What’s Behind the Decline in Horse Racing’s Popularity?
In 1985, four percent of Americans named horse racing as their favorite sport; in rank it was in 8th place overall that year.
Fast forward over 30 years. A Harris poll in January of 2016 found that only one percent of Americans claimed horse racing as their sport of choice. It ranked just behind swimming and track and field as the 13th most popular sport.
According to the Jockey Club, horse racing’s breed registry, the U.S. handle (the total amount of money wagered on races) hit its high in 2003 at $15.2 billion. In 2015, that figure had plummeted to $10.6 billion.
A PR problem
Many people have wondered what is behind the waning interest in one of America’s oldest and greatest sports. There are likely several reasons why—ones that may never be fully recognized or understood.
As we’ll see, many of the problems facing horse racing appear to have their roots in the sport’s battle with maintaining a wholesome image. Consequently, for some, Thoroughbred racing does not shine as brightly as in decades past. Its light is dimmer, slightly tarnished from bad publicity over the years.
For now, let’s focus on one likely cause of decreased interest—the problem of doping that is so common in racing today.
The straight dope on doping
One of the biggest image problems North American horse racing has faced in recent years has been related to doping, or administering tightly-restricted medications to horses to enhance performance.
The practice of doping racehorses actually goes back thousands of years. However, it was around the turn of the century when horse owners and trainers began to realize the competitive advantage that certain drugs give horses.
In the late 1800’s cocaine and morphine were the drugs of choice to give equines. Cocaine stimulated the horse and gave him more energy to run harder, while morphine dulled the pain from any lingering injuries or disabilities.
Over the years, the types of drugs used for doping have evolved. By the late 1940’s, amphetamine-type drugs were used widely as stimulants to boost performance. Later on, local anesthetics to numb pain followed. In the years to come, anti-inflammatory drugs and anabolic steroids gained popularity as their performance benefits became evident.
Questionable use of medication
Nearly every racehorse in North America is on some kind of medication—it’s the nature of the business. Just as medication is used in humans to compensate for injury or illness, the same is true in horses.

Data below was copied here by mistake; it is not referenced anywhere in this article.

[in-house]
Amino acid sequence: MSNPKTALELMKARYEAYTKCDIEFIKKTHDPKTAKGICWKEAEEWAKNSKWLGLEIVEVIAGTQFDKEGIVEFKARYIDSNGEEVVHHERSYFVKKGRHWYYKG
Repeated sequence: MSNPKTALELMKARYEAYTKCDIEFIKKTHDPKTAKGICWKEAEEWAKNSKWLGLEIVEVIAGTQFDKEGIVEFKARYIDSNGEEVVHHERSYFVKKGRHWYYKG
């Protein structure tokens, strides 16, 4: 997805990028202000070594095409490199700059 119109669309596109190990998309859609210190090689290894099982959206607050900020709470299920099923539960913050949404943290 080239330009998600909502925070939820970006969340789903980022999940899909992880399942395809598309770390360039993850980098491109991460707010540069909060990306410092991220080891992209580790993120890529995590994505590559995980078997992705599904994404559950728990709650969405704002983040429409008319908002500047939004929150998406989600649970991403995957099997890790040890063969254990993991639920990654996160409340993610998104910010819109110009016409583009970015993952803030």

However, it’s the kinds of medication, and the amounts of them, that has come into public scrutiny in recent years. Plus the fact that many of the drugs used in North American horses are banned in other parts of the world.
The idea that money and fame drives the practice of doping lingers in the minds of many people who might otherwise be horse racing fans. Some of the glory of the “Sport of Kings” has faded with the increasing popularity of the idea that a favorite horse might only win because of performance-enhancing drugs.
But more than just a public relations problem, doping has catastrophic effects on the horses themselves.
Under the effects of drugs to enhance speed, build muscle, or mask pain, horses often break down when pushed beyond their normal limits while training or racing.
Too often the public has witnessed these breakdowns. Horse racing’s image is tarnished a bit more whenever people see a strong, majestic Thoroughbred injured and suffering.
When the breakdown is broadcast on live TV, the effect is even more dramatic. Think Ruffian in 1975, or more recently, Barbaro in 2006 and Eight Belles in 2008.
Brighter days ahead?
Despite the doping issue and other problems found in horse racing, things may be looking up for the industry. The overall U.S. handle increased in 2016 and so far again in 2017.
The rise in handle numbers comes despite fewer race days and fewer races, caused by foal crops hitting a low in 2014. A lean foal crop has meant fewer horses to race until later crops mature.
Not everyone is down on horse racing, however. American Pharoah trainer Bob Baffert believes the industry is will be fine. “The sky is not falling…I don’t see a problem…We just need more stars.”
Let’s hope he’s right.